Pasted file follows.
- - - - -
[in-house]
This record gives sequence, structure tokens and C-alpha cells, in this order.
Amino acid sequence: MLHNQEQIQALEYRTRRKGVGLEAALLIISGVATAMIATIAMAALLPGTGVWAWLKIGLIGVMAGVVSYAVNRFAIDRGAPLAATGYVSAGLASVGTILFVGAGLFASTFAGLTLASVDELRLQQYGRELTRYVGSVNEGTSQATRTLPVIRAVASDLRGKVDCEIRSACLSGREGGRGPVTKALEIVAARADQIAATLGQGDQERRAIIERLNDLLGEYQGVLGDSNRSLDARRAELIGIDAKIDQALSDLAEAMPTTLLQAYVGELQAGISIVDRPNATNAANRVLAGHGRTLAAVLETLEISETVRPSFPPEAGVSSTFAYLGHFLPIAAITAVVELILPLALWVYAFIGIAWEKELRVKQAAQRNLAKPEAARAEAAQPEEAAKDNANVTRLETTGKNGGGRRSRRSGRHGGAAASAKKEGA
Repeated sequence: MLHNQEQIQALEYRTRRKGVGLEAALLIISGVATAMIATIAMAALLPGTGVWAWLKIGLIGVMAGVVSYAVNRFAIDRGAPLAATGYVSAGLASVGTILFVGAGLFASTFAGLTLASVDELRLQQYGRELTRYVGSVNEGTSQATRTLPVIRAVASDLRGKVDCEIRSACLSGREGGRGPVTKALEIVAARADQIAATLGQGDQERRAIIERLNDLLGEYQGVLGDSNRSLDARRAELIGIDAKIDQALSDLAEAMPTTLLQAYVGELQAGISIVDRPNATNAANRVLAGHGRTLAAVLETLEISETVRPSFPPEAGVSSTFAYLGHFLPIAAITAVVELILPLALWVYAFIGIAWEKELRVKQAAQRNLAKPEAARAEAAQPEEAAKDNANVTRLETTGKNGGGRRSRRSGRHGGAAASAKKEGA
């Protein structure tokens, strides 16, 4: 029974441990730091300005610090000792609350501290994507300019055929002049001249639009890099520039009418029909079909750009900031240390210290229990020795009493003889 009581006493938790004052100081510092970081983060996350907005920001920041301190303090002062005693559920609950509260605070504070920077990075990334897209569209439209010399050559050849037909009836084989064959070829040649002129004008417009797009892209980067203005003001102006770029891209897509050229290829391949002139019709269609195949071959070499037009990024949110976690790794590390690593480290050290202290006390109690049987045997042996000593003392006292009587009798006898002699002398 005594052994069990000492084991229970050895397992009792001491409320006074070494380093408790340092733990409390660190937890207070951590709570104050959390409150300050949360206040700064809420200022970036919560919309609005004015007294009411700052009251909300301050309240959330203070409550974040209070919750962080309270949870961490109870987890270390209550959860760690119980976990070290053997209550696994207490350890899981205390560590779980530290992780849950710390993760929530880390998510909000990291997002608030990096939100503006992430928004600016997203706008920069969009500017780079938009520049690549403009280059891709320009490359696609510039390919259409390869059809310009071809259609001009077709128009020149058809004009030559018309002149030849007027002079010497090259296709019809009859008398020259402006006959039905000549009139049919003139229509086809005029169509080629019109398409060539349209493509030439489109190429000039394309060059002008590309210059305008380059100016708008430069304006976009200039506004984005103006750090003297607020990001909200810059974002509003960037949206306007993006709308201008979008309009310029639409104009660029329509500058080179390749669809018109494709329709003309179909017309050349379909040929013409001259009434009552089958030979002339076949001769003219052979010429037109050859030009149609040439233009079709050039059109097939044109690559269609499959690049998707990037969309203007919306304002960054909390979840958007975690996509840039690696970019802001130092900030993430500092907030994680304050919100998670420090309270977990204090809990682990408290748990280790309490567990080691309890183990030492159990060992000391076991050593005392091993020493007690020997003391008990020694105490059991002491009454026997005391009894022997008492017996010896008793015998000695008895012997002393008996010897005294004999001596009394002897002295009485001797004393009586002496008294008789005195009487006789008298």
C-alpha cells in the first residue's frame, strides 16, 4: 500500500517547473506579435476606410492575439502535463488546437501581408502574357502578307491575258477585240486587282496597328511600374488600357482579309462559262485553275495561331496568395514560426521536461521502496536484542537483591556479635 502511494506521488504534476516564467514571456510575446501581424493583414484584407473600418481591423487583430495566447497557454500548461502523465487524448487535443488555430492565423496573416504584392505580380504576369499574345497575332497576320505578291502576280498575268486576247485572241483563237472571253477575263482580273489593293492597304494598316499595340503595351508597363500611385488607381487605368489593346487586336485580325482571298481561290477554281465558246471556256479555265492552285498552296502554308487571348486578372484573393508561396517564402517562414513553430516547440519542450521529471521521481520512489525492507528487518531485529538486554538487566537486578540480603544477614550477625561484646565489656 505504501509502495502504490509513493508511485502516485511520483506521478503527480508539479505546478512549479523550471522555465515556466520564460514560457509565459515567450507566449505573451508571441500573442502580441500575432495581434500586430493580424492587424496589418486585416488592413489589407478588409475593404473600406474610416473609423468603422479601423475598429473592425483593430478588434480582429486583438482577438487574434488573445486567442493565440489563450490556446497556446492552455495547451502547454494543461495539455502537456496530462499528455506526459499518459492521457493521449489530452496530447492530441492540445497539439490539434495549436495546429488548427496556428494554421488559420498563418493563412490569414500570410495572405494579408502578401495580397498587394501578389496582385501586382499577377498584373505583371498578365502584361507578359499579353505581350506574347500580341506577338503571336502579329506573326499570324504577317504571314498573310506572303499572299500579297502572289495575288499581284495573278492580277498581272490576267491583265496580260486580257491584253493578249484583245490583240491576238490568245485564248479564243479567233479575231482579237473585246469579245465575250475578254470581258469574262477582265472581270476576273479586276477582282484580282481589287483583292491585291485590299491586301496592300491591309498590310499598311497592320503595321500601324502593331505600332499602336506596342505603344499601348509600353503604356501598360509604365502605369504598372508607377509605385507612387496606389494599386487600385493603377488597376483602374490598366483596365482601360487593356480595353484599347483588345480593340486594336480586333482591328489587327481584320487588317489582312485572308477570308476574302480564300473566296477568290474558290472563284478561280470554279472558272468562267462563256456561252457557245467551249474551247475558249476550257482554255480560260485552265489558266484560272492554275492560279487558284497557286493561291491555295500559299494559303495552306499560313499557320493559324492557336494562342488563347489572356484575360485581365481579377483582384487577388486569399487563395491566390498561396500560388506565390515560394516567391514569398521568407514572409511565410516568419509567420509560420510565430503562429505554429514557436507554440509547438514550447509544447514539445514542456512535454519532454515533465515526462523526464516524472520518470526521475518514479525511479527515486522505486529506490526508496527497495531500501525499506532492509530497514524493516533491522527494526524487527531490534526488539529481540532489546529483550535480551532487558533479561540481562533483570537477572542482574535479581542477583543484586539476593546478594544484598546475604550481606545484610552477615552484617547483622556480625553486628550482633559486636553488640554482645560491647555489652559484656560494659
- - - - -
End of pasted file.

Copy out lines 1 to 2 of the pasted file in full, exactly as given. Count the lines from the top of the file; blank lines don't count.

[in-house]
This record gives sequence, structure tokens and C-alpha cells, in this order.